If you are covered by other types of health insurance, you should check with your health plan to find out which tests are covered and how much you should expect to pay out of pocket.
About AmeriHealth Caritas
AmeriHealth Caritas is one of the nation’s leaders in health care solutions for those most in need. Operating in 11 states and the District of Columbia, AmeriHealth Caritas serves more than 5 million Medicaid, Medicare, and Children’s Health Insurance Program (CHIP) members through its integrated managed care products, pharmaceutical benefit management and specialty pharmacy services, and behavioral health services. Headquartered in Philadelphia, AmeriHealth Caritas is a mission-driven organization with more than 35 years of experience serving low-income and chronically ill populations. AmeriHealth Caritas is part of the Independence Health Group in partnership with Blue Cross Blue Shield of Michigan. For more information, visit www.amerihealthcaritas.com.
1 Key Statistics for Colorectal Cancer. American Cancer
Society, 2018. https://www.cancer.org/cancer/colon-rectal-cancer/about/key-statistics.html
2 Study Shows Low-Income Uninsured in Need of Colorectal Cancer Screening Services. American Cancer Society Cancer Action Network, 2016. http://nccrt.org/wp-content/uploads/FINAL-CRC-GWU-summary-08.19.16.pdf
3 Colon cancer symptoms & causes. Mayo Clinic, accessed 26 December 2018. https://www.mayoclinic.org/diseases-conditions/colon-cancer/symptoms-causes/syc-20353669
4 American Cancer Society Guideline for Colorectal Cancer Screening. American Cancer Society, 2018. https://www.cancer.org/cancer/colon-rectal-cancer/detection-diagnosis-staging/acs-recommendations.html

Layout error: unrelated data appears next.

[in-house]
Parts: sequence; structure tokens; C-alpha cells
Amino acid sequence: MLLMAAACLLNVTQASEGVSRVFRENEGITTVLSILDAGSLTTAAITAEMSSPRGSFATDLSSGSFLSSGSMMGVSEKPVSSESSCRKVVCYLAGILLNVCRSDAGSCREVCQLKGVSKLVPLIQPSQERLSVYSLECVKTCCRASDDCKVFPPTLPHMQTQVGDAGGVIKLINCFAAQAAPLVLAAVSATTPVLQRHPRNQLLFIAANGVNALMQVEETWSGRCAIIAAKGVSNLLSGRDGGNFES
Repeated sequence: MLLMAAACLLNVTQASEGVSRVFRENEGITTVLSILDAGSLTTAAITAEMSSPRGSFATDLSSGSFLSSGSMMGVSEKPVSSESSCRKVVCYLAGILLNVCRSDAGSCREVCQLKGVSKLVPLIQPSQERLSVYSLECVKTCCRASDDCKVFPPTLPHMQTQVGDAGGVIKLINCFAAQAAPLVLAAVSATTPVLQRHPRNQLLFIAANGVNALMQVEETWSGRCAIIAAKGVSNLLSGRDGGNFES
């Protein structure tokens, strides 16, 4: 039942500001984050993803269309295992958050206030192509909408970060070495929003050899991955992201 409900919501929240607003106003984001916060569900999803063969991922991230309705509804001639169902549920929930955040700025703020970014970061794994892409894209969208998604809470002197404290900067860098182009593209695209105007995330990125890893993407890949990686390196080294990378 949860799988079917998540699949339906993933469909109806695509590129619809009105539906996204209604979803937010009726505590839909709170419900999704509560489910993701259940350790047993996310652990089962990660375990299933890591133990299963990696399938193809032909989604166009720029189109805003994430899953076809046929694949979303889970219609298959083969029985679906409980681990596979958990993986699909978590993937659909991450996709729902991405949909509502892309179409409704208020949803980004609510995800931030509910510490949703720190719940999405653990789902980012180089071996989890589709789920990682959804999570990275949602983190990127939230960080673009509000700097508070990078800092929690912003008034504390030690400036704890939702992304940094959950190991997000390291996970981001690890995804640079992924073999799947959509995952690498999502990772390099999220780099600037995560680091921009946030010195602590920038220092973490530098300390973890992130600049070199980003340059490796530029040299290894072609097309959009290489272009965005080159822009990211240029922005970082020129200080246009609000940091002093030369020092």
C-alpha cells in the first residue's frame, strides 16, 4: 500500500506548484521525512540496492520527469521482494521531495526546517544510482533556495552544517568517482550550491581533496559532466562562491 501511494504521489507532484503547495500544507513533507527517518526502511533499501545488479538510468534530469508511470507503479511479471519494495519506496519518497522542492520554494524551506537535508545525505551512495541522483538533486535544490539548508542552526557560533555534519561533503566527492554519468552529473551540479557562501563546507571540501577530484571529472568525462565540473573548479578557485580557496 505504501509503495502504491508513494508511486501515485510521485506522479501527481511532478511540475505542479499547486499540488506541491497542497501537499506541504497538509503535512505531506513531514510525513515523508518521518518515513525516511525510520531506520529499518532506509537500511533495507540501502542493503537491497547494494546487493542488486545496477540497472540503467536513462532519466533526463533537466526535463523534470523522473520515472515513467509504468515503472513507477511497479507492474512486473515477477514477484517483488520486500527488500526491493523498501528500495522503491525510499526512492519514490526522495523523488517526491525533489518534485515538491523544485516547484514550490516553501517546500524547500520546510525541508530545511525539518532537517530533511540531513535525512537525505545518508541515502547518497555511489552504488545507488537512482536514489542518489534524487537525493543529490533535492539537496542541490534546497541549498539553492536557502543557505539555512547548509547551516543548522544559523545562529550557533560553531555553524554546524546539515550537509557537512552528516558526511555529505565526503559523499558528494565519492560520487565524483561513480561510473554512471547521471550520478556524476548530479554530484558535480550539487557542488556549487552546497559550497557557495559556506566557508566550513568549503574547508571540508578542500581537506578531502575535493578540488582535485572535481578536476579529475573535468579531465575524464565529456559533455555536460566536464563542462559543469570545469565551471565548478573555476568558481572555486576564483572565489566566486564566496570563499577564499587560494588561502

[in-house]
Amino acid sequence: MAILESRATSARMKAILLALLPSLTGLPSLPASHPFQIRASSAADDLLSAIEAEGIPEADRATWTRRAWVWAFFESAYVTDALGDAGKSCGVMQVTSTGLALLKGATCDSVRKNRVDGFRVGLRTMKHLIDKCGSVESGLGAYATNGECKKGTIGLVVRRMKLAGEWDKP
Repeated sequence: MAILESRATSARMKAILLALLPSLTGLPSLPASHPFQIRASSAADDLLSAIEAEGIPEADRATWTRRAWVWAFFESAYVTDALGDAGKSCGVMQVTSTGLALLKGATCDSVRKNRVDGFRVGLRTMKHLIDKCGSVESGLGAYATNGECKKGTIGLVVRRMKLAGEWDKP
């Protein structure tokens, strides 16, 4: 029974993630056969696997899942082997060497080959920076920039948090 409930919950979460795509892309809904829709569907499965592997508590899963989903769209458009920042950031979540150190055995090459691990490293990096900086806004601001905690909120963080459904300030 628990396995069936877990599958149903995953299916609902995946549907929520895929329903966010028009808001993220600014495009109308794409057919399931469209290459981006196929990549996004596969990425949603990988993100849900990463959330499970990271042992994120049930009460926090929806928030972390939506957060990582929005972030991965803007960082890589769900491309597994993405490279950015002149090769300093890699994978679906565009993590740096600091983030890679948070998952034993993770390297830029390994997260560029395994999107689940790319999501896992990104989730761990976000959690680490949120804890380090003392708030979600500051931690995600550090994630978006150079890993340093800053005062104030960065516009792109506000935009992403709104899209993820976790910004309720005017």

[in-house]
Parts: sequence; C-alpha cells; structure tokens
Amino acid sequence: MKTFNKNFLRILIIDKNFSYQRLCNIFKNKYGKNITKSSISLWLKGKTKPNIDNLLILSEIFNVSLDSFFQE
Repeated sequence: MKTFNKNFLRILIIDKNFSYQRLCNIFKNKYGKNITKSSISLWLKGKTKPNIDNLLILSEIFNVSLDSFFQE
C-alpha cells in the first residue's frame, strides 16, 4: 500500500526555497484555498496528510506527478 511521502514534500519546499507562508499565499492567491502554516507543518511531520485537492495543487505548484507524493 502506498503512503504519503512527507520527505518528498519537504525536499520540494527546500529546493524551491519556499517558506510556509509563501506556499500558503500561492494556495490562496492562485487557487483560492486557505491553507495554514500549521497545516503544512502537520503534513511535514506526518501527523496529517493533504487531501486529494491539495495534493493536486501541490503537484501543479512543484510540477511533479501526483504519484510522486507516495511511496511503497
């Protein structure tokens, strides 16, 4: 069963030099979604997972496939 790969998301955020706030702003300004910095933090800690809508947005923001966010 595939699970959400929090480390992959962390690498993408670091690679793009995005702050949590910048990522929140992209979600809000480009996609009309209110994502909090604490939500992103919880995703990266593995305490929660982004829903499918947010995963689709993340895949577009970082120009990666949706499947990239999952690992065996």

5 Burnett-Hartman A, Mehta S, et. al. Racial/Ethnic Disparities in Colorectal Cancer Screening Across Healthcare Systems. American Journal of Preventive Medicine, 2016, 51(4): e107-e115. https://www.ncbi.nlm.nih.gov/pmc/articles/PMC5030113/
6 AmeriHealth Caritas HEDIS results for Michigan, Pennsylvania, and South Carolina Medicare. AmeriHealth Caritas, 2018.
7 Burnett-Hartman A, Mehta S, et. al. Racial/Ethnic Disparities in Colorectal Cancer Screening Across Healthcare Systems. American Journal of Preventive Medicine, 2016, 51(4): e107-e115. https://www.ncbi.nlm.nih.gov/pmc/articles/PMC5030113/
8 Colorectal Cancer Screening Tests. Centers for Disease Control and Prevention, 2018. https://www.cdc.gov/cancer/colorectal/basic_info/screening/tests.htm
9 Clinical Policy Title: Colorectal cancer screening. AmeriHealth Caritas, 2018. http://www.amerihealthcaritasla.com/global/assets/pdf/provider/clinical-policies/ccp1319-1906-colorectal-cancer-screening.pdf
10 Insurance Coverage for Colorectal Cancer Screening. American Cancer Society, 2018. https://www.cancer.org/cancer/colon-rectal-cancer/detection-diagnosis-staging/screening-coverage-laws.html